Mt. Holz Science Fiction Society
11/02/18 -- Vol. 37, No. 18, Whole Number 2039

Co-Editor: Mark Leeper,
Co-Editor: Evelyn Leeper,
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        The Square Dance Conspiracy, Introduction and Part 1 (comments
                by Mark R. Leeper)
        BONEHILL ROAD (film review by Mark R. Leeper)
        Metric System (letter of comment by Lee Beaumont)
        Profanity (letters of comment by Jay E. Morris, Scott Dorsey,
                and Steve Coltrin)
        This Week's Reading (the "Foundation" trilogy) (book comments
                by Evelyn C. Leeper)


TOPIC: The Square Dance Conspiracy, Introduction and Part 1
(comments by Mark R. Leeper)

It was some thirty-one years ago that I did some of the most
important reportage and writing that I did in my entire career.
The first chapter of my expose was published March 27, 1987.  I
mean it was like something from INVASION OF THE BODY SNATCHERS.  I
think few people realized the deadly danger that had spread far and
wide with virtually nobody realizing it.  My original report was
published in four chapters and out of respect for the original work
it will be re-published it in those same four installments.  Only
in the past few months have people seemed to be doing anything
about the danger.  I had no idea that my original writing 31 years
ago (!) would shed so much light on contemporary 21st century
politics.  This then is the first part of my expose.  Read more by
other people at  and at .

The Square Dance Conspiracy, Part 1

At various times in history the ruling classes in various countries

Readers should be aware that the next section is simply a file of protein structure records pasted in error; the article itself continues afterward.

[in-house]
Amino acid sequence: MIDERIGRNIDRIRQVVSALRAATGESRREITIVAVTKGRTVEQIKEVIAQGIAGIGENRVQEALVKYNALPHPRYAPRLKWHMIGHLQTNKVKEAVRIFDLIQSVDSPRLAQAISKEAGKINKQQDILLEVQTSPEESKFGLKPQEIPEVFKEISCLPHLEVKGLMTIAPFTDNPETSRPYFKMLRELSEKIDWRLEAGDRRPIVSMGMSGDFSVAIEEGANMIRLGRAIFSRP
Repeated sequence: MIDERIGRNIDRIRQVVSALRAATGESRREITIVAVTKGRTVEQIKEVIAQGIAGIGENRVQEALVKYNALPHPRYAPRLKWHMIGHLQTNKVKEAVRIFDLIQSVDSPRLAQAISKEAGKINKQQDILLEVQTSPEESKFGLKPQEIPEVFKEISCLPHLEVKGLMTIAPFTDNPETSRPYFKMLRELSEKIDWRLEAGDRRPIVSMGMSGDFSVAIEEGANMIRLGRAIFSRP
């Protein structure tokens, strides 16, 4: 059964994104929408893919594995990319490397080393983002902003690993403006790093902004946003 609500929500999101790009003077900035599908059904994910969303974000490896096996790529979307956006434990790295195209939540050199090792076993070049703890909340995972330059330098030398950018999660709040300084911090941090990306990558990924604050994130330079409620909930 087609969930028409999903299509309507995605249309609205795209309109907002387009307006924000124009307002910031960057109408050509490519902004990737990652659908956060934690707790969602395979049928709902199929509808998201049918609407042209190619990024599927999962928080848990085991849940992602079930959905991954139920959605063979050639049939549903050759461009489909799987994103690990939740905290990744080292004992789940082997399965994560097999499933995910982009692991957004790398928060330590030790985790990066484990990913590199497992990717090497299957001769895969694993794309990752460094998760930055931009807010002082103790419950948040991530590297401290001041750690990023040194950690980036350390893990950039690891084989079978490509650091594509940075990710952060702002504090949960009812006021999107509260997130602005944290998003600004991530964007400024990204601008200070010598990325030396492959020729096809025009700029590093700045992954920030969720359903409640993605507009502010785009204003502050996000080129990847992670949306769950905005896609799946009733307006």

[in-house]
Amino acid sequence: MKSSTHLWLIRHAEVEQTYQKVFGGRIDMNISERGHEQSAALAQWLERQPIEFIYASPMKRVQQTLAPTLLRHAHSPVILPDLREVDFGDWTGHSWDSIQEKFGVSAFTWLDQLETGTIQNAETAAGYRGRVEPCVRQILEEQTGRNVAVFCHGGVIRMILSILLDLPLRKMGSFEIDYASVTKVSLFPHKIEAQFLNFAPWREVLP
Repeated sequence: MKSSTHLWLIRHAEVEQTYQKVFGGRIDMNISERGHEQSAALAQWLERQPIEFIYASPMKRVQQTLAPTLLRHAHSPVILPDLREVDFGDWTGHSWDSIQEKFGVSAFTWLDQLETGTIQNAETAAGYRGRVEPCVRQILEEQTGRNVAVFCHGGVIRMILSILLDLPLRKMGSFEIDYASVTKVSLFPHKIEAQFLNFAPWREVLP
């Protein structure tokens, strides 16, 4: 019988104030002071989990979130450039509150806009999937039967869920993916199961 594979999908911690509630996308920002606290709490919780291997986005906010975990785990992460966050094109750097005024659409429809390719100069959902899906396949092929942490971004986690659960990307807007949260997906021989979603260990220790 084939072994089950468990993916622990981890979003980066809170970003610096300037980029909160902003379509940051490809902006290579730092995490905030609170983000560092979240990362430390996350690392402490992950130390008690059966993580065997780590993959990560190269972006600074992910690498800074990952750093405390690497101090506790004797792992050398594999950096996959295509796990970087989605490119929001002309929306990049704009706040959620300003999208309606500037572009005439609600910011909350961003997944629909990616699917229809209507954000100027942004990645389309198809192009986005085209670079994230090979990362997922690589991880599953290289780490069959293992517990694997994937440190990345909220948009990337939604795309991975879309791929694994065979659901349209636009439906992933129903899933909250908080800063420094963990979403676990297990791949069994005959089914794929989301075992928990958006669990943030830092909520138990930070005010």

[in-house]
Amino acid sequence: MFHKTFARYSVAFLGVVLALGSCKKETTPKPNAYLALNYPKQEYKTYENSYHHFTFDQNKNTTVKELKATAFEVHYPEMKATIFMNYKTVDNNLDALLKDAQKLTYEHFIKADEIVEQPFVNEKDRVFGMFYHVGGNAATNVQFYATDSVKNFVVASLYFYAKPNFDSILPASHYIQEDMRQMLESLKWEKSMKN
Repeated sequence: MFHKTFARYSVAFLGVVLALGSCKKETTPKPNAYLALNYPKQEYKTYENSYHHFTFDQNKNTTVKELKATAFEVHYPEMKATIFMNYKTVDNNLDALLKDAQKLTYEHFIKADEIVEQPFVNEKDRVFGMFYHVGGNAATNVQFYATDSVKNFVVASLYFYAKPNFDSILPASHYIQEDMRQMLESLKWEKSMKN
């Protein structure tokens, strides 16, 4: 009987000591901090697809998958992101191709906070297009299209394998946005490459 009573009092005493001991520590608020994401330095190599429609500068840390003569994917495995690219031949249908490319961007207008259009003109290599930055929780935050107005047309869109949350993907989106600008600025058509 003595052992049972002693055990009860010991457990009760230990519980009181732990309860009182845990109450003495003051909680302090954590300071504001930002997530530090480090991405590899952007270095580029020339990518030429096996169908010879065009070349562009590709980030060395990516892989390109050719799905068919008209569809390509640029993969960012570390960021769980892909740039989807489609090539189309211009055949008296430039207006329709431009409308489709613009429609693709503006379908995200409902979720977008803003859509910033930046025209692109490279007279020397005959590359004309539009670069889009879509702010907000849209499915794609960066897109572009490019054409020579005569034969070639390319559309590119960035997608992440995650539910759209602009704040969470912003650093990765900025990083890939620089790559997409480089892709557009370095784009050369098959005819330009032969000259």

have been suffused by members of secret organizations.  In the
1700s the [original] Hell Fire Club had a surprising amount of
political power in England.  It was even reputed that Benjamin
Franklin as well as many members of the nobility and perhaps even
the royal house were members.  The Freemasons have been alleged to
be such a group.  The Illuminati, who may or may not exist, are
another.  However, I never would have thought that a modern
organization like New Jersey AT&T would have been infiltrated and
suffused by such a semi-secret organization.  I have had hints of
it for years.  Some of my best friends have from time to time been
involved. I think the time has come for an expose'.

I do not know how far the conspiracy has gone but realize that
wherever you go in New Jersey AT&T you are never more than a few
feet away from a square dancer.  Now I realize that there are parts
of the country, say Arizona, where there would be nothing unusual
about finding a square dancer or two hanging around and causing
trouble.  But this isn't Arizona.  And I am not talking about just
one or two conspirators.  I tell you AT&T is veritably infested
with them.  And they don't wear fringed suede jackets, voluminous
calico skirts, garish leather boots, little metal stars, or cowboy
hats to work, so they pass for being normal.  Don't be alarmed, but
your officemate may actually be one.  (In fact up until about a
month ago, my officemate was an admitted square dancer.  She is no
longer my officemate, I can tell you.)  I don't want to make you
paranoid, but they suffuse AT&T like gristle through a piece of
meat.  If this square dance underground is allowed to go unchecked,
who knows how far it will go?  This could be the vanguard of an
International Square Dance Conspiracy!

Be on the lookout for telltale signs in your co-workers: an
affected Western accent, cowboy-ish clothing (especially with
fringe or leather boots that look like fugitives from the WILD BILL
HICKOCK TV show), a decal or tattoo of two sinister interlocked
squares or profiles of square dancers.  If you see any of these
signs, keep track of who the apparent square dancers are for future
reference but (and this is important) do not attempt to approach
them with your suspicions.  That will only tip them off to who you
are and that they are being watched.  It may also ruin an official
investigation and drive the square dancers under cover.  [-mrl]


TOPIC: BONEHILL ROAD (film review by Mark R. Leeper)

CAPSULE: The wife and the daughter of a violent abuser flee his
wrath and his sadism.  They escape is only to be captured by
another man who is every bit as bad as the first.  When the second
man's captives try to escape they find themselves sandwiched
between a psychotic and a band of werewolves.  At one point the
premise had the potential to make a strong social statement, but it
is lost and in large part wasted in a pile of sadism and